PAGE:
Bottom Ash Production

The non-combustible fraction of the waste fed to the furnace forms a residue (ash) remaining on the grate at the completion of the combustion cycle. This material is generally referred to as bottom ash, but is also called grate ash, slag or clinkers.
Bottom ash is generated at a rate of approximately 20 to 25 percent by weight of the waste combusted (or more, if there is a high amount of ash or other noncombustible material in the waste), but only 5 to 10 percent by volume. It is similar in appearance to porous greyish silty sand with gravel, and contains small amounts of unburnt organic material and chunks of metal. The bottom ash stream consists primarily of glass, ceramics, ferrous and nonferrous metals, and minerals.

Bottom Ash Treatment

Bottom ash must be taken out of the furnace in such a way that maintains control over the combustion process. A seal on the furnace is normally provided by a column of water. The water bath also serves to extinguish any remaining combustibles and cool the ash. Furthermore large pieces of clinker fracture when quenched, reducing their size. The bottom ash leaves the furnace wet thereby minimizing fugitive dust emissions.

The grain size distribution of bottom ash is largely determined by the composition of the waste and the incinerator type. The grain size distribution is important for the mechanical properties of the bottom ash, and has to imitate the grain size of natural gravel. Screening, which in some cases is followed by crushing, might be carried out in order to make ash suitable for some applications, such as in cement and concrete. Also, lumps of ferrous and non-ferrous metal are separated from the ash through the use of magnets and eddy current separators.

Weathering (Maturation)

Bottom ash is exposed to the atmosphere to allow metal oxides and hydrates to react with water and carbon dioxide to form carbonate. These reactions reduce the leaching ability of the metals and reduce the potential impact on the environment. Reactions with water can cause swelling of the material, therefore weathering is essential. Weathering (maturation) is normally achieved by leaving the ash in a stockpile to allow rainfall and time to complete the reactions. For the new generation of incinerators a weathering time of at least 3-4 months is required. The leachate produced during storing/weathering requires appropriate disposal as it may contain high concentrations of highly soluble salts and minor amounts of metals, especially copper, chlorides and sulfates.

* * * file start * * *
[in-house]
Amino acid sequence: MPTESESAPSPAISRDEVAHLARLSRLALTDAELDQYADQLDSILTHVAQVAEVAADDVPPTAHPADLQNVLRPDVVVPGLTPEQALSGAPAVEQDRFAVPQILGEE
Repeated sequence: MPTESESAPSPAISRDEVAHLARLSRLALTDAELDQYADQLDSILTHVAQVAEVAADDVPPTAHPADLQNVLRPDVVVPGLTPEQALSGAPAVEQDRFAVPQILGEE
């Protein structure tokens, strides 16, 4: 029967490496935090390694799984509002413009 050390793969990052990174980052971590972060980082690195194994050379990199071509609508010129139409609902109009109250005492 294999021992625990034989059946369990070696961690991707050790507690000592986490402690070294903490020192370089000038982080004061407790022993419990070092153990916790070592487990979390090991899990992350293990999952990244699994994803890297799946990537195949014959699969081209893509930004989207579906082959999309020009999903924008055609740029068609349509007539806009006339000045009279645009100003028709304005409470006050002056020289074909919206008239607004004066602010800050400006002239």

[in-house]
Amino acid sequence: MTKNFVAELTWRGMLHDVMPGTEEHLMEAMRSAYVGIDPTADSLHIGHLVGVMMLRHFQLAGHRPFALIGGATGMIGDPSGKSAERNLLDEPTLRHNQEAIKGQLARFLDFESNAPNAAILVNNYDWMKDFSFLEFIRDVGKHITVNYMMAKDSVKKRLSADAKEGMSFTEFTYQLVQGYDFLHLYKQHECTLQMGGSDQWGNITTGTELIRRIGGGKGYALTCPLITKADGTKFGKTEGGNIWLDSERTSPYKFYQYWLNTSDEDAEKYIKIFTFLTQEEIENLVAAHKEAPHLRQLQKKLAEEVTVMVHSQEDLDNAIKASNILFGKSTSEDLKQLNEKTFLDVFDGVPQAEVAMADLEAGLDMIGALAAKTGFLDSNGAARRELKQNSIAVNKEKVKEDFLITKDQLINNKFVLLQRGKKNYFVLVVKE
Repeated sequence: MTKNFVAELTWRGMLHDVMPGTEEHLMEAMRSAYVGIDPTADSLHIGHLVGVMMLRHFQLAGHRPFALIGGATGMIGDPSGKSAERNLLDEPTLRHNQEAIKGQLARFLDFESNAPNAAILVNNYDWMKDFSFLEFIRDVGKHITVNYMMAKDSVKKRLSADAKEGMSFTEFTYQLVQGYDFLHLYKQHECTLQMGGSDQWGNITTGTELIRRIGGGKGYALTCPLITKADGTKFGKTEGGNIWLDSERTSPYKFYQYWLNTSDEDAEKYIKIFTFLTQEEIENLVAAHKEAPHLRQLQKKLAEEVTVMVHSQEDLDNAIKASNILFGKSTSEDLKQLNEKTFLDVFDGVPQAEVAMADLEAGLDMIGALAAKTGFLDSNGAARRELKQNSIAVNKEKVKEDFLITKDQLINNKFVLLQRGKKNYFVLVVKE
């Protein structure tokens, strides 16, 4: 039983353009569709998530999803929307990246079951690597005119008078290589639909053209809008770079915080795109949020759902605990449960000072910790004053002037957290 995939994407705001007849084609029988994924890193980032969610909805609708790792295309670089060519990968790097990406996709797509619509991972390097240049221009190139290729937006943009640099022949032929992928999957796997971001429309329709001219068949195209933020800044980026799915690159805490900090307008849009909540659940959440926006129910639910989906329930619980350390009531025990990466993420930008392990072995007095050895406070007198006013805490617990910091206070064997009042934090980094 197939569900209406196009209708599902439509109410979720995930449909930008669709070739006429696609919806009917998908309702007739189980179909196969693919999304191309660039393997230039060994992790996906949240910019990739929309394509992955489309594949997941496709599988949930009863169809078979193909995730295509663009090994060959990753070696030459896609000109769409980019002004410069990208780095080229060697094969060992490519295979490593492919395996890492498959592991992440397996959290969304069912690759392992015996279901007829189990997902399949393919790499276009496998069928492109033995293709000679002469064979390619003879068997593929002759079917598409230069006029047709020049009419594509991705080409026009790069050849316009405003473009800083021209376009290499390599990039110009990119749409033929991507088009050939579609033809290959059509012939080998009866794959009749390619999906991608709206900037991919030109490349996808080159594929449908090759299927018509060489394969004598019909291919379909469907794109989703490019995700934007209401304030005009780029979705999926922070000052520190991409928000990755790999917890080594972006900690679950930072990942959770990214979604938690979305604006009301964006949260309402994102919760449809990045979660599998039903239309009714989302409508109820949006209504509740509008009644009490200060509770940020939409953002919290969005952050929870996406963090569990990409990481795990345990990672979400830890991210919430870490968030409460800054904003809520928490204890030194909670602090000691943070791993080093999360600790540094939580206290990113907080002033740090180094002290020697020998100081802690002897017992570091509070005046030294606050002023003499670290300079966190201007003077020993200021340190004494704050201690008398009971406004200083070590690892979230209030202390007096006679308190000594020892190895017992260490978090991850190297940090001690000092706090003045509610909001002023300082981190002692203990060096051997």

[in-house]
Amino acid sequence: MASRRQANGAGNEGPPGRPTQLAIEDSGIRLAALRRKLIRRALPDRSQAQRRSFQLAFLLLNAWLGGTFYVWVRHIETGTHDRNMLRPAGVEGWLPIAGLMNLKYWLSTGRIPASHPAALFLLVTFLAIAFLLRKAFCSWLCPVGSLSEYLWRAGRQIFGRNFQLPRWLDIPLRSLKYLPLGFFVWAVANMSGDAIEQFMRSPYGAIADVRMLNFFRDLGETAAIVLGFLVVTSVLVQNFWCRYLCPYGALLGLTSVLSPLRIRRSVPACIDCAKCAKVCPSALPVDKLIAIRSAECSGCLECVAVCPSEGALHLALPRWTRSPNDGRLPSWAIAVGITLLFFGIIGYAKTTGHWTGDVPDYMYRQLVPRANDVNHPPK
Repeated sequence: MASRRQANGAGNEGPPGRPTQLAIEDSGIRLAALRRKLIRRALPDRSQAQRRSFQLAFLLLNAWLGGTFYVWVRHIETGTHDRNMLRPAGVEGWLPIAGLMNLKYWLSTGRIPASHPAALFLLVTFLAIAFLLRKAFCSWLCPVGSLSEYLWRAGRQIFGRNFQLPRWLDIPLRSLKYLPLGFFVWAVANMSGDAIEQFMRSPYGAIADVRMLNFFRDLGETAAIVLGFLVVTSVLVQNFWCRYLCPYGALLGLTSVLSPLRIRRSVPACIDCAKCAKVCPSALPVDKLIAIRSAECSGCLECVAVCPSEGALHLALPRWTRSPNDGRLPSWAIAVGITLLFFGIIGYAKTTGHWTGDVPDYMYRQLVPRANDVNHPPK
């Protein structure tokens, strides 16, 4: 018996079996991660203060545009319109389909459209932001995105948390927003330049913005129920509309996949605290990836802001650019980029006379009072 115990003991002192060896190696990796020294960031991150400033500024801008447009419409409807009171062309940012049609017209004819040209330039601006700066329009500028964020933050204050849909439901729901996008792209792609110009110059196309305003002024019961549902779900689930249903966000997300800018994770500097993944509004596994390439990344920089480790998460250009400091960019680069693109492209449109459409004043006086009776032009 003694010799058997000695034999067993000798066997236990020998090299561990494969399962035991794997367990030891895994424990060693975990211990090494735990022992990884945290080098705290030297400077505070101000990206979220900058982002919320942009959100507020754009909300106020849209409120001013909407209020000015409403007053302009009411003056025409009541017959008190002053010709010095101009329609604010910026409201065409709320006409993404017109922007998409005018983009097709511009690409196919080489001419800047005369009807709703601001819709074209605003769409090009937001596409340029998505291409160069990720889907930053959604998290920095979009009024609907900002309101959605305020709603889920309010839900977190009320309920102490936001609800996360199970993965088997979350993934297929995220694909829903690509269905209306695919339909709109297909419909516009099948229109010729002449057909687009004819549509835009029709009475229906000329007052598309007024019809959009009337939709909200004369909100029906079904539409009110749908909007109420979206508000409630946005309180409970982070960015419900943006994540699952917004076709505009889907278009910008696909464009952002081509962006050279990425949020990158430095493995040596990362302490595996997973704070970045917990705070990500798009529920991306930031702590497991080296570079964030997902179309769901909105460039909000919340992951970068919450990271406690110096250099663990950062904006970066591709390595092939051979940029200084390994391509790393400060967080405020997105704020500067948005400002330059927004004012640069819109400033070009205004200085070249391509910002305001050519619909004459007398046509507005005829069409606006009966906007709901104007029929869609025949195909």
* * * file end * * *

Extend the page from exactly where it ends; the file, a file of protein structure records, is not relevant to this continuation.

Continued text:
Weathering is sometimes followed by cement stabilization, which is typically carried out on the construction site by mixing the bottom ash with cement or other pozzolanic materials to form a monolithic material that effectively excludes moisture (physical encapsulation). In addition, the cement environment provides a highly buffered framework that limits the solubility of most trace metals by maintaining a high pH. For some trace metals, however, the high pH provides higher solubility.

Bottom Ash Usage

Bottom ash can either be landfilled or utilized. The legislation and boundary conditions regarding the utilization of bottom ash appear to be different in the countries of the European Union, the USA and Canada. Since a large quantity of solid waste incineration bottom ash is generated, the impact of byproduct utilization is great (both financially and environmentally, and as concerns public acceptance).

In many countries there is an increasing shortage of suitable natural aggregate and lack of available landfill space and at the same time, an increase in the amounts of bottom ash. This is the principal motivation for the utilization of bottom ash. In all countries, however, a portion of the bottom ash is landfilled.

If bottom ash is not managed properly it constitutes a potential environmental hazard. Proper legislation for reuse is therefore essential to ensure that the environmental impact of contemplated land uses is restricted to an acceptable level. In Western Europe, the legislation is mainly based upon leachate limit values according to EC decision 2003/33 (in USA TCLP tests).

Mechanical Properties of Bottom Ash

The mechanical properties of bottom ash have been studied in several countries, concluding that bottom ash can replace not only sand, but also natural gravel in unbound layers (sub-base), if the content of organic matter is kept low. The most abundant elements in municipal waste combustor ash are silica, calcium, and iron. Although ash composition can be expected to vary from facility to facility, these elements are present within relatively predictable ranges. The presence of a relatively high salt content and trace metal concentrations, including such elements as lead, cadmium, and zinc, in municipal waste combustor ash (compared with conventional aggregate materials) has raised concerns in recent years regarding the environmental acceptability of using ash as an aggregate substitute material



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